Former ambassador speaks on Iraq, CIA leak investigation

Joseph Wilson, former ambassador to several African nations, speaks to students in Blackman Auditorium Nov. 21.
“A fast-talking, terse former negotiator, Joseph Wilson sat straight in his chair, offering no sign of fatigue from months of questioning and what he called “tawdry political tricks.”Asked about the same topic he has entertained for months – the unveiling of his wife’s once-covert spy status by syndicated columnist Robert Novak – he gave a scowl as if to rev his rhetorical engine and spit an answer with lightning pace.”What this is all about is the 16 words in the [2003] State of the Union Address, but the lackeys in the administration have managed to divert the attention from those 16 words and onto my family,” he said, taking no breaths over the course of a minute. “The real issue is the level of threat we faced from Iraq at the time we went to war. I would prefer to be in that debate, seeing as how I have something to offer. Unfortunately, most people want to know what it’s like to be Valerie Plame’s husband – which I’m also happy to talk about.”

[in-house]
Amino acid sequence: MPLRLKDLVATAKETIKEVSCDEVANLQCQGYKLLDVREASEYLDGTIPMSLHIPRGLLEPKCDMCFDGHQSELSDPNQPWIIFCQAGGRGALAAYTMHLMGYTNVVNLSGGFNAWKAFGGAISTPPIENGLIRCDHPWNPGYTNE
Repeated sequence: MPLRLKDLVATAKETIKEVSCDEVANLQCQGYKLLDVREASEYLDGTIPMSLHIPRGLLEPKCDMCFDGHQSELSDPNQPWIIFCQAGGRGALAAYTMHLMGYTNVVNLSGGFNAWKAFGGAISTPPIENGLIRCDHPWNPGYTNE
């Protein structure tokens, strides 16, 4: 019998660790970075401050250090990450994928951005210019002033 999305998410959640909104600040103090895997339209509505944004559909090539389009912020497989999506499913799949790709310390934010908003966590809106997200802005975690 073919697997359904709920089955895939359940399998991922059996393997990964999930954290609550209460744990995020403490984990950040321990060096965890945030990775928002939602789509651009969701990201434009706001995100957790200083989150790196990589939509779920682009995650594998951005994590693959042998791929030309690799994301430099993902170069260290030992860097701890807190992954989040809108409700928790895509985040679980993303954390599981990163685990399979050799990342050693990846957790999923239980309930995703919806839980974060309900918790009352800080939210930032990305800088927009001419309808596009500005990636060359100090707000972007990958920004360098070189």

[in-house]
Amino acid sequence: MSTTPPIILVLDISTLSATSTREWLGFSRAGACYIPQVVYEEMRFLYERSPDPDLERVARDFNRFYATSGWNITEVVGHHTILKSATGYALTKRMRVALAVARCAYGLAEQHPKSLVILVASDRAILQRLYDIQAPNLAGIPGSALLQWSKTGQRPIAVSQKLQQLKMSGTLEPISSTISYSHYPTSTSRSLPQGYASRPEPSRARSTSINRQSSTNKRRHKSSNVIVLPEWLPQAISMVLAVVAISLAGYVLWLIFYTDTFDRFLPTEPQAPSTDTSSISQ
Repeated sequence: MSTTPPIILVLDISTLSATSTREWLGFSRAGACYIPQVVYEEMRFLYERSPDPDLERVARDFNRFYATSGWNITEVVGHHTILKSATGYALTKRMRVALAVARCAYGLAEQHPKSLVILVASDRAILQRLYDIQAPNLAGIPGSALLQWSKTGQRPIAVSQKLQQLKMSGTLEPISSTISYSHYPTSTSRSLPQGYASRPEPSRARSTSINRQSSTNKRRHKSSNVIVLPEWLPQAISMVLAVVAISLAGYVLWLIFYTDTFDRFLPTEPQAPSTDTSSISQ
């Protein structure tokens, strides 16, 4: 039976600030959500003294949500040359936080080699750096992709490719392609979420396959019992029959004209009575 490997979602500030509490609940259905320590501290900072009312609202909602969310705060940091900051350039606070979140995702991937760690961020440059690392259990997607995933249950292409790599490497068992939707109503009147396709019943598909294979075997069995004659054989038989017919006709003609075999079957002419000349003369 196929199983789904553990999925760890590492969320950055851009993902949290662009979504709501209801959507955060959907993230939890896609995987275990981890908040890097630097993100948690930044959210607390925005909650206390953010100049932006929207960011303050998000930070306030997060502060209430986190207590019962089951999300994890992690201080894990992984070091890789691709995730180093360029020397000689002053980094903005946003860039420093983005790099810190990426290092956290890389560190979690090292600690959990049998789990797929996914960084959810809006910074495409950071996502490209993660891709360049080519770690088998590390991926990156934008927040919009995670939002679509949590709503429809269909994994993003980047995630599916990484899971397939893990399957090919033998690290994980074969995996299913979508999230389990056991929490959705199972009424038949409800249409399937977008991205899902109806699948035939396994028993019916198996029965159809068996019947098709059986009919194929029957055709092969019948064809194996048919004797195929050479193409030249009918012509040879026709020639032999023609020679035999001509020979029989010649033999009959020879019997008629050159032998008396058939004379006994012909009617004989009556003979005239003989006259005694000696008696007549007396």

In a talk sponsored by the Northeastern College Democrats at Blackman Auditorium Nov. 21, Wilson laid out the story of how he had gone from being a relatively anonymous state department official to “Valerie Plame’s husband,” sparing few from potent verbal attacks along the way.

Over 90 minutes, the rhetorical engine never slowed down. He was able to provide the audience with most of his career history, his position on both Iraq wars, a full account of the trip to Niger he called the reason for his character assassination and, as a “side issue,” his reaction to the outing of his wife’s identity as a spy with the CIA.

Wilson, a former ambassador to several African nations and to Baghdad during the 1991 Gulf War, described his position on the current Iraq War as a complete “180” from what he called his “hawkish” position in 1991.

“It was clear to me in 2002 that there was a group of people advocating for war who didn’t understand what would happen if we invaded [Iraq],” he said. “Those of us who had some experience could see that the risks far outweighed the positives.”

He said his experience meeting with Saddam Hussein just before the United Nations attacked Iraqi forces invading Kuwait in 1991 and helping spur democracy in Niger helped him come to the conclusion democracy was too difficult a road to pursue in Iraq.